However, if you’re looking for a 380 Auto, we compiled a list of these firearms in a Value Guide in the October 2015 issue. From that list, here were the top-ranked items: Kimber Micro Carry Advocate Brown (September 2015, Grade A-); the Ruger LCP-CT (January 2014, Grade A-), the Ruger LC380 No. 3219 (June 2013, Grade A-), and the Taurus 738B (January 2011, Grade A-).
More On Fake Law
Hi Todd: When researching the latest ruling to uphold the Maryland Assault Weapons Ban, I came across your “Fake Law” editorial in the April 2017 issue.
With the complexity of the original 2013 law, it’s difficult for the average reader to fully understand what exactly it prohibits. To simplify this for our customers, our team at TacticalGear.com created an infographic that breaks down the different combinations of weapon features that are prohibited in the state of Maryland.
I’m sure your readers would also benefit from this simplified visual aid! Thanks so much for your time and consideration.
Thank you. I’ve attached a sample to encourage readers who are affected by the ban to go take a look at its features. — tw
Todd Woodard’s “Fake Law” editorial was right on the mark. How is it that so many people, including jurists, miss the point of the 2nd Amendment? Any militia needs to be militarily effective. The 2nd Amendment seeks to ensure that the American public will be able to stand up to a tyrannical government. To do that, we need the same kinds of weapons. They have “assault rifles,” so we need to be able to buy and own “assault rifles.” Thanks for all your efforts.
Proposes Flattened Grading Scale
Dear Sir: I have been a subscriber for many years. I am also a quality engineer. I wish to take issue with you about the rating system used by the magazine. I refer (only as an example) to “Affordable 1911 Rail Guns.” In that article, GT reported its experience with four new 1911s. An ATI had to be returned to the factory for repair. The trigger was too heavy to be usable (14) pounds. This is a new out-of-the-box gun. It was rated D. It should have been rated F. A new out-of-the box should be ready for its intended use. It should not have any flaws requiring return to factory. The EAA had a problem with either magazine sensitivity or the magazine latch. It was rated B-. It should have been rated F. A new out-of-the box handgun should be ready for its intended use. Rock Island was okay except for an non-ambi safety. It was rated A and ready for its intended use. Springfield Armory was okay, and it was rated A- and ready for its intended use.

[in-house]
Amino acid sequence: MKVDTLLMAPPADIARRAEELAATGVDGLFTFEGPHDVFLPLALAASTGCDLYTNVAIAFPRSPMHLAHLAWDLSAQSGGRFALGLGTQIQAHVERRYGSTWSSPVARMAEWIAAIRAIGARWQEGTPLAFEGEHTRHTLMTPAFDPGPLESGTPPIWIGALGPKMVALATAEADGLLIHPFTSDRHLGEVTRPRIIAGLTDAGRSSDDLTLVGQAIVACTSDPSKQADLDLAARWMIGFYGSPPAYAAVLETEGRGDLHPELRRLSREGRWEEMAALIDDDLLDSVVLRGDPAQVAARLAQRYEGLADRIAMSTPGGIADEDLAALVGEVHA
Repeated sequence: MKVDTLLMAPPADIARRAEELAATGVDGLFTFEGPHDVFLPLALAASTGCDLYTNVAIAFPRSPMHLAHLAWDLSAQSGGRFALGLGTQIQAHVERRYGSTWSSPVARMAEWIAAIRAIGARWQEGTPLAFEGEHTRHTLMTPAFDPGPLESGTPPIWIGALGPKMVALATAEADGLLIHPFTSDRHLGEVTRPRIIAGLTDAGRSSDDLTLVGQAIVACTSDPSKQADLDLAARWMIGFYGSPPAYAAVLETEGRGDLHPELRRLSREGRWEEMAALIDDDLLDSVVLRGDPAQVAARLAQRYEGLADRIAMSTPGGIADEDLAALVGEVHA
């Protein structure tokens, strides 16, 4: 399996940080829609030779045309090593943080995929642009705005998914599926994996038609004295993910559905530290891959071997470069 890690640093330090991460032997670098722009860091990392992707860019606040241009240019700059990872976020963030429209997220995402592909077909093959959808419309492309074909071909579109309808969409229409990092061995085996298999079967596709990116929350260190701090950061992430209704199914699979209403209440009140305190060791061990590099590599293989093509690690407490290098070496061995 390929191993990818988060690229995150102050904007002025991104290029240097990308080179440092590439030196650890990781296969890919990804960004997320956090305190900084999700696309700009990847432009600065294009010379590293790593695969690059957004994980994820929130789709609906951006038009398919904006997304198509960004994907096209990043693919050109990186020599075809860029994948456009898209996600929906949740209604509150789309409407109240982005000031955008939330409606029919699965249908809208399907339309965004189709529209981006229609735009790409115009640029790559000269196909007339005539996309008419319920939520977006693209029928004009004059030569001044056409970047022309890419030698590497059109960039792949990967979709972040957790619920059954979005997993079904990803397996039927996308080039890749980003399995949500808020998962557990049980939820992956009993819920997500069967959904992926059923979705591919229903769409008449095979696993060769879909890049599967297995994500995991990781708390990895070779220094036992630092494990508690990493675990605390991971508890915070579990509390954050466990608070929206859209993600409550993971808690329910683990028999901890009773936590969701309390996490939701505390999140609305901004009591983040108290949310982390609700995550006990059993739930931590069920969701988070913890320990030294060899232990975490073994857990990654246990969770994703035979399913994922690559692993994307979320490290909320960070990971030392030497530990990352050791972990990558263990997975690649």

As a quality engineer, I can tell you that simple mechanisms like a 1911 should never be allowed to escape from the factory and end up in your hands. But GT sure seems to get numerous examples of almost completed manufacturing and tested firearms. That it does indicates the manufacturer has a marginal or no quality-control system. I assure you that if the manufacturer isn’t testing for simple operation of their product they aren’t testing for metal treating or spring temper, etc., either. They rely on the buyer to do the testing and then try to fix the reported problems on warranty.
Virtually every issue of GT discovers a problem, requiring the test gun be returned to the factory at a significant cost to the buyer. This should earn an automatic “F” rating. Consider the difference in complexity of a modern automatic transmission and a 1911 pistol. Have you ever heard of anyone who had to return a new-car automatic transmission to the factory? Why is that? A 1911 has a handful of parts. An automatic transmission has hundreds of parts.
Your rating system should only have four levels of quality: A+, A, A-, and F. Who would buy a gun rated B; C; D; or F? No one who is sane. A gun should come out of the box and be perfect. A rating below A- indicates poor quality control.
Frankly, I don’t care when GT reports a grade of C and or why the gun got rated that way. I want an “A” gun. I am sure every one of your readers feels the same way. I suggest that the rating system be changed. Then Gun Tests will become more useful to its readers.
Hey Larry: By publishing your note, I’ll ask the other readers what they think. We don’t mind failing guns at all, and it is odd that we find so many that are flawed, even if we differ on how to score those flaws. Also, I have had a lot of mail over the years saying we should just abolish the grading and report the outcomes of the test. — tw